By Kevin Wiebe
I believe that any path that leads to true peace must be based on the truth. One cannot fully reconcile with someone else without acknowledging and repenting of the ways one has wronged the other. Part of being made right with God involves acknowledging the truth of our own sinful ways.
I have noticed, however, that most of us are masters at deception. Not at deceiving others, necessarily, but at deceiving ourselves—especially when the truth is something painful.
The Bible isn’t ignorant of this trend either. In fact, there are many passages throughout Scripture addressing our tendency to deceive ourselves into certain ways of thinking. James 1:22 (NLT) says, “Don’t just listen to God’s word. You must do what it says. Otherwise, you are only fooling yourselves.” In 1 John 1:8 we read, “If we claim to be without sin, we deceive ourselves and the truth is not in us.”
In Jeremiah 2:35, after listing grievous sins that people had committed, God rebukes them, “You say, ‘I am innocent; he [God] is not angry with me.’ But I will pass judgment on you because you say, ‘I have not sinned.’”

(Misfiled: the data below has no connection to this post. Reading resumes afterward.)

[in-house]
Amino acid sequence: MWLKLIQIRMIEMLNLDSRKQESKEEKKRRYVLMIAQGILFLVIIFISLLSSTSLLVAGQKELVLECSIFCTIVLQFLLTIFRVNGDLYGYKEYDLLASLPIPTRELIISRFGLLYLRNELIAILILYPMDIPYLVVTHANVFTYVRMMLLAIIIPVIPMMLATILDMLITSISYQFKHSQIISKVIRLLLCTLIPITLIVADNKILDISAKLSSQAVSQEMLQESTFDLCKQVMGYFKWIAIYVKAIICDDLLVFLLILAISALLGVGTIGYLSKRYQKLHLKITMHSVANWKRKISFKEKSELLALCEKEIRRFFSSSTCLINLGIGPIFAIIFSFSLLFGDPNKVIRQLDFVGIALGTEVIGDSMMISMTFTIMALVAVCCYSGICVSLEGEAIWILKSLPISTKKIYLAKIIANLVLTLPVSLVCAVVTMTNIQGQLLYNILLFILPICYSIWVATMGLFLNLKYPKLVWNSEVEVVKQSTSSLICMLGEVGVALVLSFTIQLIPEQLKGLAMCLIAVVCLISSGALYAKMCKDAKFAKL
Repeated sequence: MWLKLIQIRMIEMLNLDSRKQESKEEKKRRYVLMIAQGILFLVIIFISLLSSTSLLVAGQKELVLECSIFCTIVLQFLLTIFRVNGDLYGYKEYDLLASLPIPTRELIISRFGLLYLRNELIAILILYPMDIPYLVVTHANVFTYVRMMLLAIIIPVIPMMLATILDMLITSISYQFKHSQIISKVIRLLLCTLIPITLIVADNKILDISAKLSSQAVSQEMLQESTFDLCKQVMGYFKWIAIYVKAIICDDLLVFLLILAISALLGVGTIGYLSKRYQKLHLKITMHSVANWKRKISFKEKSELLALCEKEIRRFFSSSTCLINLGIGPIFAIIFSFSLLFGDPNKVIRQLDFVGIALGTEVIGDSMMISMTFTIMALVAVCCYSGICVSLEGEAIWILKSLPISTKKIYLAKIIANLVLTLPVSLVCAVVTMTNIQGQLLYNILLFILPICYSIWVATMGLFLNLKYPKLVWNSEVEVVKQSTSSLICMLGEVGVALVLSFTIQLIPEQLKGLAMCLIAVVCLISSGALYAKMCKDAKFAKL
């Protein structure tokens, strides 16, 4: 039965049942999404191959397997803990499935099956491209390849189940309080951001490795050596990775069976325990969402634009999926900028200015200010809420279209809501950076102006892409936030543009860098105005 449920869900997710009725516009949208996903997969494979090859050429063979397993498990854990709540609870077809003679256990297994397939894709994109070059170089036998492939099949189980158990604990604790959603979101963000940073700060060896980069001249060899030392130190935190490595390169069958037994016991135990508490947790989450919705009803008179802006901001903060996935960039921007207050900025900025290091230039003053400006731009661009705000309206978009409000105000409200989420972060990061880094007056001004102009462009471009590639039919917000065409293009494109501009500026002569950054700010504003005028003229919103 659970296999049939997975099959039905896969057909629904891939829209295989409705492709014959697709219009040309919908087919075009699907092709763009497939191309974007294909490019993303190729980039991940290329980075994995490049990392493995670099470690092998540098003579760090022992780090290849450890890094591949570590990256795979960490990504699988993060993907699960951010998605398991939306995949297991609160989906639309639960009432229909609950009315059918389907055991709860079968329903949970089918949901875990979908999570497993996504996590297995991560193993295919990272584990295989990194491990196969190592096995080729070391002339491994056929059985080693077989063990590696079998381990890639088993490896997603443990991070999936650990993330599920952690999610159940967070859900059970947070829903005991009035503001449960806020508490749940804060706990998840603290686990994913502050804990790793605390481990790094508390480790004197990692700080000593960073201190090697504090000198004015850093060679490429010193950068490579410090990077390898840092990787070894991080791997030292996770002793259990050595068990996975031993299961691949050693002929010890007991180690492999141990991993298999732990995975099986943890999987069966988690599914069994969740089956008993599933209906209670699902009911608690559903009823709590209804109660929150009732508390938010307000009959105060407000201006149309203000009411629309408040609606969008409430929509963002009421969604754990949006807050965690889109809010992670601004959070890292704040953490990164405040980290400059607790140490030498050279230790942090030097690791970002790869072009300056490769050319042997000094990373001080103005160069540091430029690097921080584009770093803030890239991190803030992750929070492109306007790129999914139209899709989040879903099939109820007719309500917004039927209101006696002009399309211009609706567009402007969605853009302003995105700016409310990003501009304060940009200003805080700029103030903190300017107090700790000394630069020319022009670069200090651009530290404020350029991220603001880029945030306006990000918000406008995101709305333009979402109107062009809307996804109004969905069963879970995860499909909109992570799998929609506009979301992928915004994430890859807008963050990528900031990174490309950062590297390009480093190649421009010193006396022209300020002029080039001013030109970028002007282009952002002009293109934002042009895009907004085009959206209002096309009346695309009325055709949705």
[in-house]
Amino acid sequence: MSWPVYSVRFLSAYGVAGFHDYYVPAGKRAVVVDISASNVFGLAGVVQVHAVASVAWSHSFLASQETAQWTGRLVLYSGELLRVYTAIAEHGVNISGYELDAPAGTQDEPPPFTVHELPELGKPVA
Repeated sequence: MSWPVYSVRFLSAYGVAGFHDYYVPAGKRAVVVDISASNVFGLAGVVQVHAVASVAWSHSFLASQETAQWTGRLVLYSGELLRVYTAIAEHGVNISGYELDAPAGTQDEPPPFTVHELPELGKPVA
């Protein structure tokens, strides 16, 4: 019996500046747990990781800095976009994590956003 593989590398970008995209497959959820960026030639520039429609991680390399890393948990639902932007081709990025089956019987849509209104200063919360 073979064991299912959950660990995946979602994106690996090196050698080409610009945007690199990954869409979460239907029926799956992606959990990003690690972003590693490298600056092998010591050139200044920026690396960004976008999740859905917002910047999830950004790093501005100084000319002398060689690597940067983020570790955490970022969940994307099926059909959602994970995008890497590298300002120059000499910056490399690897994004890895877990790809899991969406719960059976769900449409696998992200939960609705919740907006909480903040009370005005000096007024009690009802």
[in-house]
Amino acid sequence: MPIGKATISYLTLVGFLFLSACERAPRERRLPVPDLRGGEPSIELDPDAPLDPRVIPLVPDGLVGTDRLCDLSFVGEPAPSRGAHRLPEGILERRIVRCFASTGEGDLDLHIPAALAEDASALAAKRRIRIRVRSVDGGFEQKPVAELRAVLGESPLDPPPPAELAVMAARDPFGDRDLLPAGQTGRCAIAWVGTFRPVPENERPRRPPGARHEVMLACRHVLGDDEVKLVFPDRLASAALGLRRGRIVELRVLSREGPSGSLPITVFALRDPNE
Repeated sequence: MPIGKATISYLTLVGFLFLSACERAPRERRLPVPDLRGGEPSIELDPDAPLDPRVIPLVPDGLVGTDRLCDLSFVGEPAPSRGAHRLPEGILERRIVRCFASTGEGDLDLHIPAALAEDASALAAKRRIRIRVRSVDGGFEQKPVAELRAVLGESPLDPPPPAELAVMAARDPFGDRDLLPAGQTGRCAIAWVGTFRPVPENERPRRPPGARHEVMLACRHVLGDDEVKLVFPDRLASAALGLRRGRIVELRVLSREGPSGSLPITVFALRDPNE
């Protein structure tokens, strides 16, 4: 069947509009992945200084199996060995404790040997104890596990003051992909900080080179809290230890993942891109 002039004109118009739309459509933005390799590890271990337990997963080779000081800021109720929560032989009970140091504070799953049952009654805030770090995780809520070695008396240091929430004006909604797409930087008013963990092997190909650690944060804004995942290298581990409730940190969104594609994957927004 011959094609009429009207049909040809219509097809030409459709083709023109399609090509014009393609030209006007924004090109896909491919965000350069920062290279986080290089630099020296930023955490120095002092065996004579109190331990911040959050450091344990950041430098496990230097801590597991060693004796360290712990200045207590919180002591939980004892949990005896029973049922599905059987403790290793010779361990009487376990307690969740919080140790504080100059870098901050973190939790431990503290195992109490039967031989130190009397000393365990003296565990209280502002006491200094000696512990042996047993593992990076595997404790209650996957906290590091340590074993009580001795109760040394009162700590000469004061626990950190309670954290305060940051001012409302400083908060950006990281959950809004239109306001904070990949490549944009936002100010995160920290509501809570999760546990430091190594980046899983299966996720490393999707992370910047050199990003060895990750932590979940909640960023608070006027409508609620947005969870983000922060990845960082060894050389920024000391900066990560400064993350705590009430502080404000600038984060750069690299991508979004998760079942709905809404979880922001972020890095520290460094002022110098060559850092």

When I was a high school athlete, I noticed something: it was much easier to see clearly where mistakes were made when I was sitting in the stands watching a basketball game than when I was in the middle of a game and on the court. When I was in the game, my heart was racing, my limbs would sometimes ache after a while, adrenaline was coursing through my veins, and I couldn’t see the whole court the whole time—I could only see what was right in front of me.
Similarly, we may think ourselves wise because we can pinpoint the sins in other people’s lives, but that is not the hallmark of wisdom. Rather, wisdom shows itself in wise living, and in the ability to accept valid critiques—not only in giving advice.
If we deceive ourselves so we don’t have to acknowledge our errors, eventually the number of errors becomes larger, and the person we really are and the person we think we are move further and further apart. While I believe there is always still hope, I have also observed that the longer someone lives in self-deception, the harder it is to face the truth. If someone eventually becomes monstrous, who would want to see that looking back at them in the mirror?
As long as you have breath, it is not too late for you to look into God’s perfect truth, to confess, repent, and obey. As Jesus said in John 8:31–32, “If you hold to my teaching, you are really my disciples. Then you will know the truth, and the truth will set you free.”